Test: Which chemicals are in children’s highchairs?
Highchairs for children receive the best assessment
In a test from the Danish Consumer Council THINK Chemicals more than half of the tested highchairs are without or only with very small traces of unwanted chemicals. In total 7 chairs receive the best mark in the test.
Some highchairs release unwanted chemicals
6 highchairs for children contain or release different unwanted chemicals – for example chemicals that are allergenic, can affect children’s nervous system or are classified as possible carcinogenic (for example formaldehyde, lead and polycyclic aromatic hydrocarbons (PAHs)).
The substances in the highchairs are all legal, and the products with problematic chemicals are not problematic in themselves. However, unwanted chemicals in products can contribute to the combined exposure to chemicals that children encounter from many sources in their daily lives – the so-called cocktail effect. Therefore it is a good idea to avoid these chemicals when possible.
For further questions about the test contact Stine Müller, projectmanager in The Danish Consumer Council THINK Chemicals, on e-mail email@example.com. Read more about how we tested and what we found in the tab below.
How we tested
13 highchairs have been on the laboratory for chemical analysis. The chairs are tested for:
- Flame retardants
- polycyclic aromatic hydrocarbons (PAH)
- Phenols – including bisphenol A
Furthermore the lacquered wooden highchairs are also tested for release of heavy metals and content of formaldehyde.
The Danish Consumer Council THINK Chemicals has tested the content in a composite sample of the materials that are close to the child – the seat, tray and strap/restrain from the chair.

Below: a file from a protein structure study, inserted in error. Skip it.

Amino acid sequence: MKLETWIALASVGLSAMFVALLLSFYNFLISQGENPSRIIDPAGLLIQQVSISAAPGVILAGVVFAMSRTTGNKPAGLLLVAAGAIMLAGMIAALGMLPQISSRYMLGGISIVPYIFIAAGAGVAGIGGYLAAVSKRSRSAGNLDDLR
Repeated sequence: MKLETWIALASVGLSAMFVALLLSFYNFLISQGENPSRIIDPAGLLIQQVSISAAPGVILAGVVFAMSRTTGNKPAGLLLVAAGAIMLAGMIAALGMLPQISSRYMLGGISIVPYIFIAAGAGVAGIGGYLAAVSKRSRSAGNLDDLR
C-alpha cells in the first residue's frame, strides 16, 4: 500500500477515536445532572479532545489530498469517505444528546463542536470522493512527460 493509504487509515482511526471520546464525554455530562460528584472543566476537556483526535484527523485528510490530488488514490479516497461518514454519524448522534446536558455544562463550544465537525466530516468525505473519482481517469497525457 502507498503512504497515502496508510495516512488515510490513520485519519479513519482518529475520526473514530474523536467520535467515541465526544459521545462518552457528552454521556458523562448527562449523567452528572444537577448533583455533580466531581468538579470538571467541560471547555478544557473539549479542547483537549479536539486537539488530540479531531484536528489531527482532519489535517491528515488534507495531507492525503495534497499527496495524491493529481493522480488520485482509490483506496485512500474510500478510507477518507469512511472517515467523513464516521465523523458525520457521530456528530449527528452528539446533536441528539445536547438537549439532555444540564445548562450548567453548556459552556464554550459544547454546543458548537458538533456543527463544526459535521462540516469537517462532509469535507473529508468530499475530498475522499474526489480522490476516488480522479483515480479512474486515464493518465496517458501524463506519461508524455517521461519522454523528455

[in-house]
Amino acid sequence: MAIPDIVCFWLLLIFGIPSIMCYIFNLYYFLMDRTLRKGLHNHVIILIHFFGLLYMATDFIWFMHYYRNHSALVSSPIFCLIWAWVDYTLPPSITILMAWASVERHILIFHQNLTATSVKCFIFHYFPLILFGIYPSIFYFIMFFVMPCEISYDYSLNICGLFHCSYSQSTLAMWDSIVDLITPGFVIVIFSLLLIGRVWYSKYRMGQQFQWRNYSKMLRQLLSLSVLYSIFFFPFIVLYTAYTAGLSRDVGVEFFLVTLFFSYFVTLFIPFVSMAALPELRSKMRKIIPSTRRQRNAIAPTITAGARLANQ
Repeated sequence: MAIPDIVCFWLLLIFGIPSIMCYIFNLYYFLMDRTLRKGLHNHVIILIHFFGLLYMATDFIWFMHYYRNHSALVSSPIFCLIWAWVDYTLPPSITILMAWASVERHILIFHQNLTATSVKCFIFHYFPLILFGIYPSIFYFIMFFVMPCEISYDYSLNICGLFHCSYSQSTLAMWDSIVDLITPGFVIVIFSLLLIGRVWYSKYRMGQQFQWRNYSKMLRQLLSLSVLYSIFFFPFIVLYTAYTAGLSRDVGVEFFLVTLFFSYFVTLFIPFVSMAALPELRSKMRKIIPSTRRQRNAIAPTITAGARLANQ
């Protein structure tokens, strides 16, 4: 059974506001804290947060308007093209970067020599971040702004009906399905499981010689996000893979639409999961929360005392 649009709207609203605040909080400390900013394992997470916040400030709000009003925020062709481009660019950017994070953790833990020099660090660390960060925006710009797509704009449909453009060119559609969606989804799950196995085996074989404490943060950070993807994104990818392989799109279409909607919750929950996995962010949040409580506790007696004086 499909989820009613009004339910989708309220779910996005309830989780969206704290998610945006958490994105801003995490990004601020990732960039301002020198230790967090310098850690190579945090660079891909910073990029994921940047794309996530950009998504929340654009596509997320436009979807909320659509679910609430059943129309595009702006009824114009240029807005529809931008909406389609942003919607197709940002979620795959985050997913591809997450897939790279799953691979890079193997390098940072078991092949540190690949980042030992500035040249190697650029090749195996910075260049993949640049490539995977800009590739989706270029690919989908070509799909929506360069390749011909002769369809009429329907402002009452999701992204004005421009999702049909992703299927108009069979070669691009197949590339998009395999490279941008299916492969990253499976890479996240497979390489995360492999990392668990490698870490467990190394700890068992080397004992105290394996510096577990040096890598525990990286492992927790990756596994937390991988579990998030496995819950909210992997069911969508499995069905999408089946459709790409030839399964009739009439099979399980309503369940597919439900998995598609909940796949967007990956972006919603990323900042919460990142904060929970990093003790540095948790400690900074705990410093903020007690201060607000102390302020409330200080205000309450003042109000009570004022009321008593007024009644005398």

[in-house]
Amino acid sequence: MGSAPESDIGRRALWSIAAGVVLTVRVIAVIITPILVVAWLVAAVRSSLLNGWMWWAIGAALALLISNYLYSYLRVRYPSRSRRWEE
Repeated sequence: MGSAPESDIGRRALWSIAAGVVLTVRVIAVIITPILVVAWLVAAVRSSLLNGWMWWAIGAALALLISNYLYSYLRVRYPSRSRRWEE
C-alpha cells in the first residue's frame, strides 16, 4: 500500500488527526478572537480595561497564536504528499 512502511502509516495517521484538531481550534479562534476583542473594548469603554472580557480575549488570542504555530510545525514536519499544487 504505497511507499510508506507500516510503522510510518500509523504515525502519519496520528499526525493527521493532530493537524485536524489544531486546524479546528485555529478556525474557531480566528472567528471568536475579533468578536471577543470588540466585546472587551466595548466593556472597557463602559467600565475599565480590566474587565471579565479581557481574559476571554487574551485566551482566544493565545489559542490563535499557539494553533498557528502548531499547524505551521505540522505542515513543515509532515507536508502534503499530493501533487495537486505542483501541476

What we found
The overall test results:
- 7 products receive the best mark. They are without or only with very small traces of unwanted chemicals.
- 4 products receive the middle mark. 3 contain small amounts of the flame retardant Tphp and phenol. 1 chair releases small amount of lead from the lacquer.
- 2 products receive the lowest mark. They contain PAHs. 1 also releases lead from the lacquer.
7 highchairs are without content of poly aromatic hydrocarbons (PAHs). 5 chairs contained smaller amounts.
The last 2 highchairs, Babytrold and Flexa Højstol, contained PAH’s in larger amounts than the other products.
In both instances it was amongst others the PAH naphthalene which by the EU is classified as possibly carcinogenic. The substance is unwanted in products for children, and both these chairs receive the lowest mark in the test.
The PAH’s found in the highchairs – for example naphthalene – are not prohibited in toy or baby items.
1 highchair contained very small traces of the phthalate DBP in the lacquer. The test shows no traces of phthalates in the other chairs in the test.
Phthalates are among other effects suspected of being disruptive to the hormonal system. The substances have been found in lacquer in earlier tests.
In Denmark all phthalates are banned in toys and in some types of baby items, including some parts of high chairs.
9 highchairs were without phosphorous flame retardants. The last 4 chairs contained smaller amounts of 1 flame retardant, Tphp.
Flame retardants can be carcinogenic and are suspected to be endocrine disrupting.
Some flame retardants are banned in toys, but not Tphp. The ban does not concern baby items such as highchairs for children either.
In 3 highchairs a minor level of phenol was detected. These chairs receive the middle mark in the test.
In the EU phenol is classified as suspected of causing genetic defects. A ban against release of phenol from toys is in the process of being adopted in the EU.
Formaldehyde is allergenic. Therefore it is unwanted in products that children are in close contact with.
The wooden highchair ‘BabyTrold’ released smaller amounts of formaldehyde.
The other wooden highchairs were without formaldehyde.
The release of heavy metals from the lacquer in the wooden chairs was limited.
2 highchairs, BabyTrold and Hauck Alpha, released smaller amounts of lead from the lacquer.
The release of lead is under the allowable limit for toys. However, the release is unwanted, because lead can affect the nervous system, for example affecting learning ability and intelligence.